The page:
Two separate earthquakes were reported in Japan and Cuba Thursday, with neither temblor resulting in injuries or immediate damage.
A magnitude 6.2 quake struck off Japan’s northeastern coast, shaking buildings in Tokyo. Occurring about 225 kilometers east of Tokyo at a depth of 6.2 miles, the quake was centered off the coast of Ibaraki, according to the nation’s Meteorological Agency. The agency said the earthquake presents no threat of a tsunami.
In a separate event Thursday, the U.S. Geological Survey registered a magnitude 6.0 quake off the coast of Cuba. The temblor was centered about 68 miles from the north coast of Jamaica. The earthquake occurred about 25 miles off Cuba’s coast, nearly 38 miles southeast of the capital city Havana.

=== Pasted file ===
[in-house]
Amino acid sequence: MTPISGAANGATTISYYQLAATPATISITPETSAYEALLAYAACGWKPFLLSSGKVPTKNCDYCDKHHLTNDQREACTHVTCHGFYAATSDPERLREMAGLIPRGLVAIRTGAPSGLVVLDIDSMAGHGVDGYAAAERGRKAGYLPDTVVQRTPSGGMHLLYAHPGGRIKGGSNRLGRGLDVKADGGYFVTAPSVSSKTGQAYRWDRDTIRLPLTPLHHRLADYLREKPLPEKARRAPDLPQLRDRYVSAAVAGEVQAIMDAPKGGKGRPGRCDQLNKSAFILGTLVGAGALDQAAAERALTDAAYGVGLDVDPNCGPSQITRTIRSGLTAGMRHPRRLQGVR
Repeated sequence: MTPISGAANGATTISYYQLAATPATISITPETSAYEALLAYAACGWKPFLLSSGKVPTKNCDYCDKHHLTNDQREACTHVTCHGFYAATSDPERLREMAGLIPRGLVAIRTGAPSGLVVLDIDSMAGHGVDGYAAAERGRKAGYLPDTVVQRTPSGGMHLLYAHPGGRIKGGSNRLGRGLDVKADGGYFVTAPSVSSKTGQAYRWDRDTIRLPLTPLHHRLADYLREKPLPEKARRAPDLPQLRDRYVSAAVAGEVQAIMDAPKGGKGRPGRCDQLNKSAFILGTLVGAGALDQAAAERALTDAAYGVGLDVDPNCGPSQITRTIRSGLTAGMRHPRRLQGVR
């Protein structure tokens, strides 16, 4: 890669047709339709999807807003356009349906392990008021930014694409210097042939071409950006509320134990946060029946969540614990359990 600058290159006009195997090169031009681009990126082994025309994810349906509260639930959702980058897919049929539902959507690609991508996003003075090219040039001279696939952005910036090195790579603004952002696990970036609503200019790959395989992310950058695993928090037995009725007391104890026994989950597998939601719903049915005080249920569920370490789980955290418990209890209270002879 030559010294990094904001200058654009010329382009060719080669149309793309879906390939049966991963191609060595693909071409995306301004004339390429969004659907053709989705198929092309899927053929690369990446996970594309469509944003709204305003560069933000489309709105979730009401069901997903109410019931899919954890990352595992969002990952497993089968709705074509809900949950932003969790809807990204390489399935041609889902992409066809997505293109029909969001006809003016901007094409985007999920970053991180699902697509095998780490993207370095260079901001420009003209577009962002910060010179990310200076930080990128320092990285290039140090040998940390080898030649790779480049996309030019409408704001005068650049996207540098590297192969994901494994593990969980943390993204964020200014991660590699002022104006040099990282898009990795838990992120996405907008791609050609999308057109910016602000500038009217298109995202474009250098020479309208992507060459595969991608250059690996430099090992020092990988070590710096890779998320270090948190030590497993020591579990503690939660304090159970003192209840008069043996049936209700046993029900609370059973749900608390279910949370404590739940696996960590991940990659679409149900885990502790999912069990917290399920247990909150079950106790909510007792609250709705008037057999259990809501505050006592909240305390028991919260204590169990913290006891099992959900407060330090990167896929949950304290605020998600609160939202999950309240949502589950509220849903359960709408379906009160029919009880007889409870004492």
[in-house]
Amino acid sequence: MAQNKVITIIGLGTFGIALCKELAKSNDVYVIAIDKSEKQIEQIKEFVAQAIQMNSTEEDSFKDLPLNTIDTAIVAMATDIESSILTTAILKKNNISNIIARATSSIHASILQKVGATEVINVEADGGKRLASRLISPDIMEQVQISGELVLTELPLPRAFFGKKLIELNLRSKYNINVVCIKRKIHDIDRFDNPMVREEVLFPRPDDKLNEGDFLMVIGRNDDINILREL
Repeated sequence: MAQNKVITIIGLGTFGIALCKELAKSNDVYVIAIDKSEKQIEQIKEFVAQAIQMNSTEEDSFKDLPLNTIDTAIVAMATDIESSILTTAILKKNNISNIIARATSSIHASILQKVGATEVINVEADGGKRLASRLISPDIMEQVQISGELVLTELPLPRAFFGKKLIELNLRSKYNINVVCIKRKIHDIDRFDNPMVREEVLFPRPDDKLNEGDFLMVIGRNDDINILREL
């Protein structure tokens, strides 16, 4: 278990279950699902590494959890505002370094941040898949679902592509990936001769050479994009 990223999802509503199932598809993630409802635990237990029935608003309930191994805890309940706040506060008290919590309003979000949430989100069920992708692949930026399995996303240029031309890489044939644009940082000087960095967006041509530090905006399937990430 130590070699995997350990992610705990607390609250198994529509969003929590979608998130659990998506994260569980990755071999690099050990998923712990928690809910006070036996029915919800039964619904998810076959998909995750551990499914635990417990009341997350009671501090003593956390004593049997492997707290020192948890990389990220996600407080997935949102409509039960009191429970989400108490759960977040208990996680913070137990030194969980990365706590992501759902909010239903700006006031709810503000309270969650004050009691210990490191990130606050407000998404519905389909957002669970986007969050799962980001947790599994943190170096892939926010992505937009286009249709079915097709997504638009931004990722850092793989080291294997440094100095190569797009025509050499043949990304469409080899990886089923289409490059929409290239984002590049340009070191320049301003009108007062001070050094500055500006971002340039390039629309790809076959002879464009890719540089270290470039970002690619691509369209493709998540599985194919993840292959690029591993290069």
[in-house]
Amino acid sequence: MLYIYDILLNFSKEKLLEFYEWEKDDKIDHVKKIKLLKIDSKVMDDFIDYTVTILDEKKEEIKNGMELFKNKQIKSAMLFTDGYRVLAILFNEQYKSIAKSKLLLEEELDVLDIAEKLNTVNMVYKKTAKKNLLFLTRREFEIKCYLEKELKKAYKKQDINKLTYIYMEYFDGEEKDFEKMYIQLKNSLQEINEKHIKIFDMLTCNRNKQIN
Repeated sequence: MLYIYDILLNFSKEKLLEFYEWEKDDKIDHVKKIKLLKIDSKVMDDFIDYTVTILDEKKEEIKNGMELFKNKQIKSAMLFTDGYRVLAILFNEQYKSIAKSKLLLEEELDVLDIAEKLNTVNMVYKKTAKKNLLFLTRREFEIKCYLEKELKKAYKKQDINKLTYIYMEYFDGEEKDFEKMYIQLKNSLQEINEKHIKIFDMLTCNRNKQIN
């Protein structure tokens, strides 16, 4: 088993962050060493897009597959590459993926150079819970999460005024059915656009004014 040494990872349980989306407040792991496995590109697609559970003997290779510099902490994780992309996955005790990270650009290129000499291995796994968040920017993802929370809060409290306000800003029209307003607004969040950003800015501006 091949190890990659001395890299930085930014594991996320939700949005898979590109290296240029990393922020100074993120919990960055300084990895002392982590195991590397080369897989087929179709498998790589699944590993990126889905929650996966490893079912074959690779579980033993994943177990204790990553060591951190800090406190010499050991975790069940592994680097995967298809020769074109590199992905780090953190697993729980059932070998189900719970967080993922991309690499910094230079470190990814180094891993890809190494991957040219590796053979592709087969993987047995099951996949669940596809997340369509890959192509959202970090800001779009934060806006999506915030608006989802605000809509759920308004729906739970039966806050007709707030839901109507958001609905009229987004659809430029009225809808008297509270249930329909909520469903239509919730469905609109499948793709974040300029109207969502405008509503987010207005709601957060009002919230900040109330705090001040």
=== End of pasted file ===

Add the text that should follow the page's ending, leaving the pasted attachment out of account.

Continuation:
The Associated Press said that no tsunami warnings have been issued.
USGS geophysicist Randy Baldwin told AP that earthquakes are common in the remote area of the Caribbean Sea, and the Cuban quake was not expected to cause damage on land.
In the earthquake and tsunami that thrashed Japan on March 11, more than 20,000 people died or were reported missing across the northeastern coast. Another 100,000 people were forced to evacuate their homes after the disaster damaged the Fukushima Dai-ichi nuclear power plant, located 155 miles north of Tokyo.
The threat of radiation emissions from the damaged plant presented risk of severe health problems and death. Fukushima lies 20 miles northwest of the epicenter of Thursday’s earthquake. Fortunately, following the quake, operators at Fukushima say that the plant’s cooling functions are intact and there has been no change in radiation levels around the plant.
Japan’s economy has suffered since the March 11 catastrophe. A recent report by Reuters indicates that Japanese manufacturing confidence has been improving for five consecutive months, but the pace of recovery has slowed. The nation’s rapid economic rebound from the March quake may have run its course, said a Reuters poll on Thursday.